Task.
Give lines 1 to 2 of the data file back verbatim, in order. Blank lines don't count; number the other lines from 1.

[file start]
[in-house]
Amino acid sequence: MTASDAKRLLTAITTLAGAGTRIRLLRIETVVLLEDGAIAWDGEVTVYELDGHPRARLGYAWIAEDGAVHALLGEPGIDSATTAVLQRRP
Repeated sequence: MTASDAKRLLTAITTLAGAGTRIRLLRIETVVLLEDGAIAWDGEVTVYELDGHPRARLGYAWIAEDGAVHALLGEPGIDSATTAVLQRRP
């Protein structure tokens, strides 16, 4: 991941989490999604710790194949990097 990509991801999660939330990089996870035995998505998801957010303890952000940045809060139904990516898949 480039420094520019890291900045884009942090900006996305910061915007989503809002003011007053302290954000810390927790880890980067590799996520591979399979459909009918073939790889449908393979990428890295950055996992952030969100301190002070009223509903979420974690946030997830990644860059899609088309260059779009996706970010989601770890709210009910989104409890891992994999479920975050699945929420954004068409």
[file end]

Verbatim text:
[in-house]
Amino acid sequence: MTASDAKRLLTAITTLAGAGTRIRLLRIETVVLLEDGAIAWDGEVTVYELDGHPRARLGYAWIAEDGAVHALLGEPGIDSATTAVLQRRP